Five Best Monday Columns
Jeff Bauman on the Boston bombing "Wheelchair Photo," E.J. Dionne Jr. on why conservatives should love AmeriCorps, Adam Minter on the unfortunate state of China's water, Jordan Fraade defends the millennial label, Alex Pareene on the "shocking rise" of liberal fascism.
Jeff Bauman at the Guardian on the Boston bombing “Wheelchair Photo.” “I remember when the photograph was taken. The famous one, I mean. The one of me being rushed from the Boston Marathon bombing without my legs. There had been a controversy: was the photo too graphic? Was it exploitative? In Boston, friends told me later, everyone was talking about it,” Bauman writes. “Part of me, I guess, wishes the picture had never been taken at all. I wish I wasn't the face of the victims – three lost near the finish line and hundreds injured – because then everyone would forget about me, and I could recover in peace, and at my own pace. But I'm not angry about it. Not at all.” CBC’s Lisa Mayor tweets, “The Boston bombing photo is about rescue, says Jeff Bauman.”
E.J. Dionne Jr. at The Washington Post on why conservatives should love AmeriCorps. “If we can agree on anything across our philosophical divides, surely we can support efforts to promote voluntary service by our fellow citizens and to strengthen our nation’s extraordinary network of civic and religious charities. At a very modest cost to government AmeriCorps gives mostly young Americans a chance to spend a year helping communities and those in need while nurturing thousands of organizations across the country,” Dionne writes. “One politician who speaks often about the importance of civil society groups is Rep. Paul Ryan (R-Wis.) Yet Ryan’s new budget comes out against apple pie. It zeroes out AmeriCorps. The best move for someone who loves the activities of the nonprofits as much as Ryan says he does is to try to trump the president.” Jonathan Chait at New York tweets, “Paul Ryan's budget contains so many huge disasters that many moderately-sized ones go unnoticed. @EJDionne finds one.”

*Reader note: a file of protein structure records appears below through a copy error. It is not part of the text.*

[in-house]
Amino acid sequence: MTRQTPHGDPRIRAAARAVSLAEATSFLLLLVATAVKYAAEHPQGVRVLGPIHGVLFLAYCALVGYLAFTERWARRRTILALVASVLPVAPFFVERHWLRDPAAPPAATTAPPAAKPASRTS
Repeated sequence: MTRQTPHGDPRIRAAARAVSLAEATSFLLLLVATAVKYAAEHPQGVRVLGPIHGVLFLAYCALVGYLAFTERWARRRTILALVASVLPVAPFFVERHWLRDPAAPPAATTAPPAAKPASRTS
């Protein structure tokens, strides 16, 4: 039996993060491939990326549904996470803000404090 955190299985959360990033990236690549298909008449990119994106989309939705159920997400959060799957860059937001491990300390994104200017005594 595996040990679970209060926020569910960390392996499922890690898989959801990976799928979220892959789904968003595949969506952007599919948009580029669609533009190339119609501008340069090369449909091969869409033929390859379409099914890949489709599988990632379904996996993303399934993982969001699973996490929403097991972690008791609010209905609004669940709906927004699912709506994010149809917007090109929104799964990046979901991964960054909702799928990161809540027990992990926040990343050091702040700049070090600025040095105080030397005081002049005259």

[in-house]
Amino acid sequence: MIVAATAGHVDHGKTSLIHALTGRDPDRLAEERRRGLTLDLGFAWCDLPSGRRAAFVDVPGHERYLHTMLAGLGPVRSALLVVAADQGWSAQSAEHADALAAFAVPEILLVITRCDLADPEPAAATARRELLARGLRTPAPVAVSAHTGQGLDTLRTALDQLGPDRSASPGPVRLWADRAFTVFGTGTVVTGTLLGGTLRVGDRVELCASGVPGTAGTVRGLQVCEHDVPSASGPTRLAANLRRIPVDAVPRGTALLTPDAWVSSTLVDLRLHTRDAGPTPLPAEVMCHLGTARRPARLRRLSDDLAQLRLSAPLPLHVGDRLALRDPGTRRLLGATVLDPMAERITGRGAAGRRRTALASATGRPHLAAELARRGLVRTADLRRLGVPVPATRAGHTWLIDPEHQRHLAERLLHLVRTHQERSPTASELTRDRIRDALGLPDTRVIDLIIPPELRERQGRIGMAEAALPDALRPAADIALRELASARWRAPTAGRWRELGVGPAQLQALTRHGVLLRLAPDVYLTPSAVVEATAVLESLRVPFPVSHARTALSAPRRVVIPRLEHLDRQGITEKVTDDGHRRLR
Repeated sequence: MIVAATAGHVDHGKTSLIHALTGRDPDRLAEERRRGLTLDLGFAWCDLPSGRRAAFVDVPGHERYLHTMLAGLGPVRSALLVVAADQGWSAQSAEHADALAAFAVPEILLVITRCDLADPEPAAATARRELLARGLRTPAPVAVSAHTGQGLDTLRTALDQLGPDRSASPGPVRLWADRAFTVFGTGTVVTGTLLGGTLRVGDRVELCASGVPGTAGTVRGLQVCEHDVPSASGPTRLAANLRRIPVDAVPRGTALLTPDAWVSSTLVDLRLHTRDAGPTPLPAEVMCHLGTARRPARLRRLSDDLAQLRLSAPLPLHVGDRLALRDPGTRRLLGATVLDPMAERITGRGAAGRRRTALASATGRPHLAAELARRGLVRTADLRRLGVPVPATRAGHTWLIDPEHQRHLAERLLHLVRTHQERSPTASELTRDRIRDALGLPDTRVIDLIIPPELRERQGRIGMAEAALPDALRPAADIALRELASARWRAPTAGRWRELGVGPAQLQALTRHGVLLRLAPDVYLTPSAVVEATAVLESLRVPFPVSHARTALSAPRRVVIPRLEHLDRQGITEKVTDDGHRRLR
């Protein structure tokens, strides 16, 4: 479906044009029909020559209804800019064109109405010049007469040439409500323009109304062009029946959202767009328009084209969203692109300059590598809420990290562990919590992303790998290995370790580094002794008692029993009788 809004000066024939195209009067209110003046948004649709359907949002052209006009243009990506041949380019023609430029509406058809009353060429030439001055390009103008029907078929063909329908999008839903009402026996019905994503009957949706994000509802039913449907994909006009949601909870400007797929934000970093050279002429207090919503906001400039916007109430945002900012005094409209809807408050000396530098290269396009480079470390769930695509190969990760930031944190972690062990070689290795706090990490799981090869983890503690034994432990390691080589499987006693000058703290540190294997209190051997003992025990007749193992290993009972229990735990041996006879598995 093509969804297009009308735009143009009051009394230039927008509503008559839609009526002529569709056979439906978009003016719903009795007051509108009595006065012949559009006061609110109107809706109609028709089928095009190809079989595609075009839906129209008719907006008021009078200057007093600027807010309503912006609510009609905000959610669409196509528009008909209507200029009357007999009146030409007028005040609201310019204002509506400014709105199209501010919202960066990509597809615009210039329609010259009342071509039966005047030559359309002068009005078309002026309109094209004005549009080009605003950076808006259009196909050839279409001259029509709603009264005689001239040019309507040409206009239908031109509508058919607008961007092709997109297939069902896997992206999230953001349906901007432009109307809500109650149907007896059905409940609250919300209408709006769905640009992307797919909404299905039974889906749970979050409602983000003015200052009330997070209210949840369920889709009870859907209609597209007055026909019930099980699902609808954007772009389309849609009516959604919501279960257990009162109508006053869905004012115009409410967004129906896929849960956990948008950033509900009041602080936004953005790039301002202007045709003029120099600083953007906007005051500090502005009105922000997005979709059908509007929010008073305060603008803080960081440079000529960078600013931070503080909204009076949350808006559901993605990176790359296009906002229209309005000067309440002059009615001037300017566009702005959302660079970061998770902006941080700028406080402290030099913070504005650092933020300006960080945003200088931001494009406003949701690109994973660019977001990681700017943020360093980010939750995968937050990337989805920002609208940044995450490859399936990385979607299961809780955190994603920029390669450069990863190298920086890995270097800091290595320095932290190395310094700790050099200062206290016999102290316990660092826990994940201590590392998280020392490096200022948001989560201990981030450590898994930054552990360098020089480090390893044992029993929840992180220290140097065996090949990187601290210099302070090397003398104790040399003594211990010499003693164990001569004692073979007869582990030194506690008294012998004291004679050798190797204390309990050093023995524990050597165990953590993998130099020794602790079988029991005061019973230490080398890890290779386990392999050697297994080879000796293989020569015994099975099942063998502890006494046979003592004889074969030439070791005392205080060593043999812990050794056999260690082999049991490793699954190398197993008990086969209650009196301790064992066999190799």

Adam Minter at Bloomberg View on the unfortunate state of China’s water. “On Friday the government of Lanzhou, China, informed its 3.6 million residents that their drinking water would be carcinogenic for the next 24 hours. Today, reports from state media revealed that the benzene had been released into the environment as a result of oil pipeline explosions -- in 1987 and 2002. Some 34 tons of contaminated soil, however, were left in place, the benzene allowed to migrate into an underground water duct that empties out via household faucets,” Minter writes. “It’s a horrifying revelation, but not an uncommon or surprising one. Water pollution is a long-term problem, and it’s likely to persist long after China’s skies have turned blue.” Bloomberg View’s David Shipley tweets, “Don't breathe the air in China. Best not to drink the water, too. Says @adamminter.”
Jordan Fraade at Al Jazeera America defends the millennial label. “Late last year, Web developer Zeke Weeks created a browser extension that replaces all references to “millennial” and with ‘pesky whipper-snapper.’ It hit enough of a nerve that Salon’s Prachi Gupta reported on it and wrote, ‘Regardless of what you think about millennials … we can probably all agree that the term ‘millennial’ is an annoying and overused buzzword that needs to go away forever.’ We can all agree?” Fraade writes. “Now that nearly every form of institutional authority — religion, government, the financial sector, higher education — has been discredited along with the two major political parties, millennials are left with few resources left to form ties of identity and solidarity. What we are left with, in short, is our fellow millennials.”
Alex Pareene at Salon on the “shocking rise” of liberal fascism. “Liberal fascism is alive and well, and seemingly everywhere one looks these days. First, a bunch of Twitter users got mad at Stephen Colbert, leading to Comedy Central agreeing to end his show — forever. It was just the warmup for the unprecedented onslaught of rage unleashed against Brenden Eich, the former CEO of Mozilla, who was hounded from his job merely for donating $1,000 to a political campaign organized around stripping same-sex couples of the right to have their unions recognized by the state,” Pareene writes. “Mussolini got his start as a sort of Italian proto-”hashtag activist,” uniting his “followers” against Slavic people and socialists.” Radio Dispatch’s Molly Knefel tweets, “*enthusiastic standing ovation given to @pareene*”